Our story

Room to Read is Born: 1998 – 2000

It all started with a case of job burnout. As an overworked Microsoft executive, John Wood escaped to Nepal for a much-needed backpacking getaway. While hiking in the Himalayas, John met a Nepalese “Education Resource Officer” who invited him to visit a school in a neighboring village. Little did John know that this short detour would change his life forever. At the school, John saw the harsh reality confronting not only this village, but millions of Nepalese children–a dilapidated schoolroom and a severe shortage of books. John was stunned to discover that the few books this school had had–a Danielle Steele romance, the Lonely Planet Guide to Mongolia, and a few other backpacker castoffs–were so precious that they were kept under lock and key...to protect them from the children!

As John left the village, the headmaster made a simple request: "Perhaps, Sir, you will someday come back with books." His request would not go unheard. John emailed friends asking for help collecting children's books, and within two months had collected over 3,000 books. The following year, John and his father, accompanied by a train of eight book-bearing donkeys, returned to the village in Nepal. Seeing the faces of the children with the books convinced John to leave the corporate world and devote himself to becoming the Andrew Carnegie of the developing world. In late 1999, John quit his executive position with Microsoft and started Room to Read.

Beginning in Nepal, John and his Nepali Co-Founder, Dinesh Shrestha, started by working with rural communities to build schools (School Room) and establish libraries (Reading Room).

Growth and Expansion: 2001 - 2005

John and co-founder, Dinesh Shrestha, quickly recognized the need to expand the scope of work beyond libraries and wanted to address the fact that many girls in the developing world are overlooked in the educational system due to cultural bias.  To that end, in 2000 Room to Read began the Girls' Education program which targets young girls and provides a long-term commitment to their education.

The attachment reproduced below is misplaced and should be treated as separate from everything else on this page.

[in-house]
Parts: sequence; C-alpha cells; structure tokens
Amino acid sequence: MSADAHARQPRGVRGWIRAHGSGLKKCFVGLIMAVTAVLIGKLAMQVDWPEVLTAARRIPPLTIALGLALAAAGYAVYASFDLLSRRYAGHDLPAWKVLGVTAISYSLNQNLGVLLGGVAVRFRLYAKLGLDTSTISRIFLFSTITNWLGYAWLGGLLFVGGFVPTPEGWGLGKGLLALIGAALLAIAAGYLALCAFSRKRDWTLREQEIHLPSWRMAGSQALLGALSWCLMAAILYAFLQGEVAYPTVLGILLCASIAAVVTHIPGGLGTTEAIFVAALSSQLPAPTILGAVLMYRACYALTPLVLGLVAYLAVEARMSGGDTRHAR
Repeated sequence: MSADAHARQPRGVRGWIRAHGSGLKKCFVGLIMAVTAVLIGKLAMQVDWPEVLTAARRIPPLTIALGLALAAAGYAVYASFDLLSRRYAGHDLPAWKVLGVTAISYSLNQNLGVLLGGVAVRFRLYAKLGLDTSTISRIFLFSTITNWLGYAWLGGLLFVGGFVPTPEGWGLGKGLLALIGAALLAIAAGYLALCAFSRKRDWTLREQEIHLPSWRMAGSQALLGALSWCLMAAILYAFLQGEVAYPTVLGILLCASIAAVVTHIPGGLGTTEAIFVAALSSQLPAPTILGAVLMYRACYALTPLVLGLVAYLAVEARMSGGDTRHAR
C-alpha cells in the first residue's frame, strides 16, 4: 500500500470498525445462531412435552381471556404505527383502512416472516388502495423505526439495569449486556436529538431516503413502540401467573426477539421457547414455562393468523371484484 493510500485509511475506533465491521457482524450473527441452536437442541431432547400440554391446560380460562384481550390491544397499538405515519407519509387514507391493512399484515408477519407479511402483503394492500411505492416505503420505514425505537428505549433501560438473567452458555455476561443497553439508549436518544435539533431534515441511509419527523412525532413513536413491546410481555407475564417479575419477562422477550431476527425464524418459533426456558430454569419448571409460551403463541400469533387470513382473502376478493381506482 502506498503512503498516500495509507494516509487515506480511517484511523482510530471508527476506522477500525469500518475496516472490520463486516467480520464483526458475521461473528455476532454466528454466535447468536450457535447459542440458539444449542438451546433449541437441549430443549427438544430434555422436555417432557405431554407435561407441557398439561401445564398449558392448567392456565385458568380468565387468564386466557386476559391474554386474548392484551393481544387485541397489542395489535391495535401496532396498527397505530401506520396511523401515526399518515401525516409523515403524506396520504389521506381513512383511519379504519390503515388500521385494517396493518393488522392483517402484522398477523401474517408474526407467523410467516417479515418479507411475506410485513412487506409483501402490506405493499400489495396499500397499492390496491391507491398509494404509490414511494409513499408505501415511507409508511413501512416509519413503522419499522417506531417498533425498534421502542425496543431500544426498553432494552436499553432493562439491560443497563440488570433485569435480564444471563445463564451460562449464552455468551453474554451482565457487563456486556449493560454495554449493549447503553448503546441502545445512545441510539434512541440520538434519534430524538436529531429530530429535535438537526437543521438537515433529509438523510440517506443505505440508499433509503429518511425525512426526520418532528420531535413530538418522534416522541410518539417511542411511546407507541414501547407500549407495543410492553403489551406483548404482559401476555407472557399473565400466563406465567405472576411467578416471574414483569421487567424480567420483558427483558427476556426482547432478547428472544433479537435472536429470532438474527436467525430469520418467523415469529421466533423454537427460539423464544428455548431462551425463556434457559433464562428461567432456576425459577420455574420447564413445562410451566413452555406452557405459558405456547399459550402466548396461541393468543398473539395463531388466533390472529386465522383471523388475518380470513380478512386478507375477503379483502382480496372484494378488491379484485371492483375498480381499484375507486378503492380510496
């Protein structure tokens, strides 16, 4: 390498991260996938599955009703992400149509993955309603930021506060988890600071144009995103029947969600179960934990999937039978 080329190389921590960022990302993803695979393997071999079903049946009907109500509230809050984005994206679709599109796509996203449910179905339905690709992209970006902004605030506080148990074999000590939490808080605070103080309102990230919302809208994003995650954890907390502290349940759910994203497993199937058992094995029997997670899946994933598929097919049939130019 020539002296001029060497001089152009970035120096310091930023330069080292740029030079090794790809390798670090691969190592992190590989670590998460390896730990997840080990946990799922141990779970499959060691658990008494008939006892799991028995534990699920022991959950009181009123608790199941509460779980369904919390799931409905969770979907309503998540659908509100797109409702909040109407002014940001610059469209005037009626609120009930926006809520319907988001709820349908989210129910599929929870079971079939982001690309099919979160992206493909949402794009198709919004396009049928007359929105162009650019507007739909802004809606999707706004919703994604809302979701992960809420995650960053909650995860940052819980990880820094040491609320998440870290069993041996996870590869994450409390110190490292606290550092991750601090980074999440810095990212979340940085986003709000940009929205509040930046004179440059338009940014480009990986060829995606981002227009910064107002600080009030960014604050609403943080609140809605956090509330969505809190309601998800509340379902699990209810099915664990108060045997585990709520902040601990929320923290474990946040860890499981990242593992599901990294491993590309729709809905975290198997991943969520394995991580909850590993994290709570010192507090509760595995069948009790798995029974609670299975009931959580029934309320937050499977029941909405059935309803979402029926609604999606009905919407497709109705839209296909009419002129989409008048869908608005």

In 2001, Erin Ganju joined the team as Co-Founder and Chief Operating Officer (now Chief Executive Officer) and was instrumental in our expansion into Vietnam, at which point the organization became officially "Room to Read." With growing demand for our programs, John and Erin worked together to further expanded our work in Cambodia in 2002, followed by India in 2003.

Children’s books in local languages were very difficult to find, and in 2003, Room to Read launched the Local Language Publishing program. The colorful books, written and illustrated by local authors and illustrators, together with donated English-language books, now fill the shelves of libraries and schools.

A year later we celebrated one of our first major programmatic milestones by opening our 1,000th library in Siem Reap, Cambodia. Later that year, just days after the December 24th Asian tsunami devastated thousands of villages, we made the bold decision to launch operations in Sri Lanka and help this community rebuild itself.